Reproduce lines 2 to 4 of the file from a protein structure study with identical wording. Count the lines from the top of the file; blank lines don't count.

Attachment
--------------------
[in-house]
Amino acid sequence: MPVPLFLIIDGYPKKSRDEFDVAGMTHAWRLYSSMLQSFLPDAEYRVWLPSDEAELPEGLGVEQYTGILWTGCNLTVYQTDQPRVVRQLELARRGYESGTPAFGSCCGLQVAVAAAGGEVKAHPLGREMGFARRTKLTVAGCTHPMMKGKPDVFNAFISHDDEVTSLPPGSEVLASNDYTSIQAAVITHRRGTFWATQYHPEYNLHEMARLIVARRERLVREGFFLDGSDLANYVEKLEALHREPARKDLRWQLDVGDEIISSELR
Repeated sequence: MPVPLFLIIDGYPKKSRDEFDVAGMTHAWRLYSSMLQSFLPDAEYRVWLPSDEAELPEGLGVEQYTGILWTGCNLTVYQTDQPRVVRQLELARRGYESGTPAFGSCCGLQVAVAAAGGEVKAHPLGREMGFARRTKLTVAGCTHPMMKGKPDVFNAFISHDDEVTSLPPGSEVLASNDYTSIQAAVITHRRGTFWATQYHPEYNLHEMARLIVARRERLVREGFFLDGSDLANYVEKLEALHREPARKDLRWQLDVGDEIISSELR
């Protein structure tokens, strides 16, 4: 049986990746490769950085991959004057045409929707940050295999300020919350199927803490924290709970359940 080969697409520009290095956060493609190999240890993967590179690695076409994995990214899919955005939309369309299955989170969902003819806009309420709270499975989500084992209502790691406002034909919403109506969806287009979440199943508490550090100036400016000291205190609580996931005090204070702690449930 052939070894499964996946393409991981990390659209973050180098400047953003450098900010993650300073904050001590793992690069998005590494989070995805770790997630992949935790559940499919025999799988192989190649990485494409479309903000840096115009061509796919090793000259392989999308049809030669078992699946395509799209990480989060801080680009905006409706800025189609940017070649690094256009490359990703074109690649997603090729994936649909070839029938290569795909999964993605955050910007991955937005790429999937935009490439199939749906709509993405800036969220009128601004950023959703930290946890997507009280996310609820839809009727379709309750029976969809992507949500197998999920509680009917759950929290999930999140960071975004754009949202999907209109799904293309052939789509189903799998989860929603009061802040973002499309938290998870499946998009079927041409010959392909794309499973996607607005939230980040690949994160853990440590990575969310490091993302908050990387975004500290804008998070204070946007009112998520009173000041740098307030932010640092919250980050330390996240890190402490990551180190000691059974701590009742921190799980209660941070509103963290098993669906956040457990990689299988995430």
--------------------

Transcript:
Amino acid sequence: MPVPLFLIIDGYPKKSRDEFDVAGMTHAWRLYSSMLQSFLPDAEYRVWLPSDEAELPEGLGVEQYTGILWTGCNLTVYQTDQPRVVRQLELARRGYESGTPAFGSCCGLQVAVAAAGGEVKAHPLGREMGFARRTKLTVAGCTHPMMKGKPDVFNAFISHDDEVTSLPPGSEVLASNDYTSIQAAVITHRRGTFWATQYHPEYNLHEMARLIVARRERLVREGFFLDGSDLANYVEKLEALHREPARKDLRWQLDVGDEIISSELR
Repeated sequence: MPVPLFLIIDGYPKKSRDEFDVAGMTHAWRLYSSMLQSFLPDAEYRVWLPSDEAELPEGLGVEQYTGILWTGCNLTVYQTDQPRVVRQLELARRGYESGTPAFGSCCGLQVAVAAAGGEVKAHPLGREMGFARRTKLTVAGCTHPMMKGKPDVFNAFISHDDEVTSLPPGSEVLASNDYTSIQAAVITHRRGTFWATQYHPEYNLHEMARLIVARRERLVREGFFLDGSDLANYVEKLEALHREPARKDLRWQLDVGDEIISSELR
């Protein structure tokens, strides 16, 4: 049986990746490769950085991959004057045409929707940050295999300020919350199927803490924290709970359940 080969697409520009290095956060493609190999240890993967590179690695076409994995990214899919955005939309369309299955989170969902003819806009309420709270499975989500084992209502790691406002034909919403109506969806287009979440199943508490550090100036400016000291205190609580996931005090204070702690449930 052939070894499964996946393409991981990390659209973050180098400047953003450098900010993650300073904050001590793992690069998005590494989070995805770790997630992949935790559940499919025999799988192989190649990485494409479309903000840096115009061509796919090793000259392989999308049809030669078992699946395509799209990480989060801080680009905006409706800025189609940017070649690094256009490359990703074109690649997603090729994936649909070839029938290569795909999964993605955050910007991955937005790429999937935009490439199939749906709509993405800036969220009128601004950023959703930290946890997507009280996310609820839809009727379709309750029976969809992507949500197998999920509680009917759950929290999930999140960071975004754009949202999907209109799904293309052939789509189903799998989860929603009061802040973002499309938290998870499946998009079927041409010959392909794309499973996607607005939230980040690949994160853990440590990575969310490091993302908050990387975004500290804008998070204070946007009112998520009173000041740098307030932010640092919250980050330390996240890190402490990551180190000691059974701590009742921190799980209660941070509103963290098993669906956040457990990689299988995430």